Starlink in the Canadian north


in Canada, Economics, Geek stuff, Internet matters, Space and flight

SpaceX’s Starlink satellite constellation promises to provide low-latency high-bandwidth internet to anyone on the planet.

In November or so, the company announced a beta release in Canada. Some northern communities are already being connected, notably Pikangikum in northwestern Ontario with the charitable assistance of FSET Information Technology and Service.

With my brother Mica starting to teach at the Chief Jimmy Bruneau School in Behchoko, about 125 km down the highway from Yellowknife, we both wondered whether the satellite internet package might be useful for them.

So far, I have found three explanations for why Starlink isn’t available in the region yet:

  1. SpaceX doesn’t yet have the necessary satellites to support access from that latitude
  2. SpaceX needs ground stations in areas where there will be customers
  3. Starlink needs to negotiate with Innovation, Science and Economic Development Canada (ISED) for use of the Ka radio band

I have reached out to bureaucrats and people in ministers’ offices to try to get authoritative information on what the issue is.

This post — based around this map — shows a station in Kaparuk, Alaska. I sent a message to the map’s creator for verification, since I can’t see how satellites going from pole to pole could cover Alaska but not the Canadian territories. This post shows a Starlink ground station in St. John’s Newfoundland.

If you have any relevant information please contact me. If you are also looking into getting a Starlink connection in northern Canada I don’t have any further information for now but I will provide updates when I do.

{ 4 comments… read them below or add one }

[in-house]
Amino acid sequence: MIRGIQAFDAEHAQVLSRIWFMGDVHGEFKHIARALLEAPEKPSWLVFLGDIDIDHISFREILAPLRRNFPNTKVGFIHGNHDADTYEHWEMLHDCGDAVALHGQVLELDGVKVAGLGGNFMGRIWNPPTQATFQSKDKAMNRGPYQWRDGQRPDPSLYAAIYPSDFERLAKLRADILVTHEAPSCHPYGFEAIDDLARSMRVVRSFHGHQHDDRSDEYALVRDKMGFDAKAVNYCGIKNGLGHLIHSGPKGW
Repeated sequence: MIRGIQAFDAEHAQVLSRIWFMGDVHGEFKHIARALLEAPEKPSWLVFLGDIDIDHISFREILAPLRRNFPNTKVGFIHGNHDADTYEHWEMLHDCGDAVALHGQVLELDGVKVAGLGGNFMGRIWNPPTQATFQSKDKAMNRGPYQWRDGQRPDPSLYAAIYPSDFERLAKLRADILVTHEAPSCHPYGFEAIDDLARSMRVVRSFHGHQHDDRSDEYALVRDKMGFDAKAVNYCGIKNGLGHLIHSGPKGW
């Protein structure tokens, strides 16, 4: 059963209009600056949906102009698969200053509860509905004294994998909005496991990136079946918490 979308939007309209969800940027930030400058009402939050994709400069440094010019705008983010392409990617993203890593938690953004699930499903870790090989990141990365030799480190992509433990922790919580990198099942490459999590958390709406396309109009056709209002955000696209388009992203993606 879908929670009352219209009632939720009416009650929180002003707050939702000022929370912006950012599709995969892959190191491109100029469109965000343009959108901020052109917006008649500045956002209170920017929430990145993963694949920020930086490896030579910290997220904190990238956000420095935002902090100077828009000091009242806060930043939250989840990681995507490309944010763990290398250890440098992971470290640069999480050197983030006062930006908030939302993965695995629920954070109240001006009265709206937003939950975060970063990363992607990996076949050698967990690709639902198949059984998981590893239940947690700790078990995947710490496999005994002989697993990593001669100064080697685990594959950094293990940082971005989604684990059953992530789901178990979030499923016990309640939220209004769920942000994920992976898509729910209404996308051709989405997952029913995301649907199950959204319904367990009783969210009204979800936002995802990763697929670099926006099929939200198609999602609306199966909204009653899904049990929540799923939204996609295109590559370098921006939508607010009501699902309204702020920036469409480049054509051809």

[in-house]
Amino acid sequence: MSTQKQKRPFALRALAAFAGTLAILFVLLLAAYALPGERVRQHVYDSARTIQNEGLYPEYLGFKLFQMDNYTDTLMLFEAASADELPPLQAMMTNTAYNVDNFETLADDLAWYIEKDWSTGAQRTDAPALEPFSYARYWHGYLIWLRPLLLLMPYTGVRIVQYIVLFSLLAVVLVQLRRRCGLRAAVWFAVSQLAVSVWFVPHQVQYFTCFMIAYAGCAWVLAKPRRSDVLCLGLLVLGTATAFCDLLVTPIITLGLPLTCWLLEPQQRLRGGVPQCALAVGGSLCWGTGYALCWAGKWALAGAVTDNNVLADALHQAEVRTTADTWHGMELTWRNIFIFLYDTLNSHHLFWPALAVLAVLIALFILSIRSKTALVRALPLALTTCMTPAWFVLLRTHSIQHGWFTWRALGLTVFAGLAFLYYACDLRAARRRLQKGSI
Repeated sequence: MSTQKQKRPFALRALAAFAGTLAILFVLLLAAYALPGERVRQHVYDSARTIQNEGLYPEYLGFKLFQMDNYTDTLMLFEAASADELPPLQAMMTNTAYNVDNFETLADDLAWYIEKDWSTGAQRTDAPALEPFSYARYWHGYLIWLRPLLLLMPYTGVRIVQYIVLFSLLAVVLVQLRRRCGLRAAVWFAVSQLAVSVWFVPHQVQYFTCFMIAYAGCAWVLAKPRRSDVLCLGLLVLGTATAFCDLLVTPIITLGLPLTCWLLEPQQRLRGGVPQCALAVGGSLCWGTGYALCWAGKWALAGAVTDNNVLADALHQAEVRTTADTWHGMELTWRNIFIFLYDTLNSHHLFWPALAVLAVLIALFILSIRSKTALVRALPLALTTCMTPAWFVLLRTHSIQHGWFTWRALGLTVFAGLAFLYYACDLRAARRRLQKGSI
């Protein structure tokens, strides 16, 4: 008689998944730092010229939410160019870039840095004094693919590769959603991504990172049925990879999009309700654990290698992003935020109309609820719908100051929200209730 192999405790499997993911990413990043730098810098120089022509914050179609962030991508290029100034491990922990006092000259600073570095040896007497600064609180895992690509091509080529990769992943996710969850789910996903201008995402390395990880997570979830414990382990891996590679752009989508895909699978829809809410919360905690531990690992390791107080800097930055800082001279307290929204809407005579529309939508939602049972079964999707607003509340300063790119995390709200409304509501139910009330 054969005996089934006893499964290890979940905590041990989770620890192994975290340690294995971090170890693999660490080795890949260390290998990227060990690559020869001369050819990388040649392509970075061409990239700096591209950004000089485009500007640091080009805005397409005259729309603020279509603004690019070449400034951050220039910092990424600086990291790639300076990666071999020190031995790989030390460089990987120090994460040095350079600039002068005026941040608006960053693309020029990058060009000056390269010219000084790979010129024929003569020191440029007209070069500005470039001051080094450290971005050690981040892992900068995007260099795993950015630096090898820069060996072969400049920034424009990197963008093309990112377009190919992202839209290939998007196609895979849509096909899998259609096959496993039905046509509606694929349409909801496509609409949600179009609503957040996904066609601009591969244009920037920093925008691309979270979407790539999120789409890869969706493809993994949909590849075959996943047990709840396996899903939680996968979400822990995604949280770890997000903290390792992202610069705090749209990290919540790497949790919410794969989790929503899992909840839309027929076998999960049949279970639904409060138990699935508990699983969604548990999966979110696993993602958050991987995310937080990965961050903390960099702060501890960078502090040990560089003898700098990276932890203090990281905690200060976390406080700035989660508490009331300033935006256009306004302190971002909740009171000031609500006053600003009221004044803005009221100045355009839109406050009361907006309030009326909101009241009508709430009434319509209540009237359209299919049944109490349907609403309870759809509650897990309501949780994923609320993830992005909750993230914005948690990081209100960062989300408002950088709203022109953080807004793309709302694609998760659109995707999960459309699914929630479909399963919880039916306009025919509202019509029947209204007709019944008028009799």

. February 10, 2021 at 2:34 pm
Milan February 10, 2021 at 2:39 pm

Starlink – Pikangikum’s Journey

. February 18, 2021 at 12:38 pm

Starlink’s growing popularity could change the competitive dynamics of Canada’s telecommunications industry, according to some analysts. The company is beginning to capture market share in rural areas, where customers typically pay more for slower, less reliable internet connections.

Canadian telecoms, including rural provider Xplornet Communications Inc., rely on fixed wireless technology, which allows for a fibre-optic network to be extended with wireless signals, or slower, geostationary satellites to serve remote parts of the country. (Xplornet also offers home phone service.)

So far, Starlink has more than 1,000 of its planned 12,000 satellites in orbit, and demand for the service is “strong and widespread,” the company said in the FCC filing. More than 10,000 customers in Canada and the United States have already signed up, and hundreds of thousands of others have expressed interest in the service when it becomes available in their areas – “even without any formal advertising,” the company wrote.

. September 30, 2021 at 12:50 am

Engineering researchers have developed a method to use signals broadcast by Starlink internet service satellites to accurately locate a position here on Earth, much like GPS does. It is the first time the Starlink system has been harnessed by researchers outside SpaceX for navigation. The researchers used signals from six Starlink satellites to pinpoint a location on Earth within 8 meters of accuracy. The researchers did not need assistance from SpaceX to use the satellite signals, and they emphasized that they had no access to the actual data being sent through the satellites — only to information related to the satellite’s location and movement.

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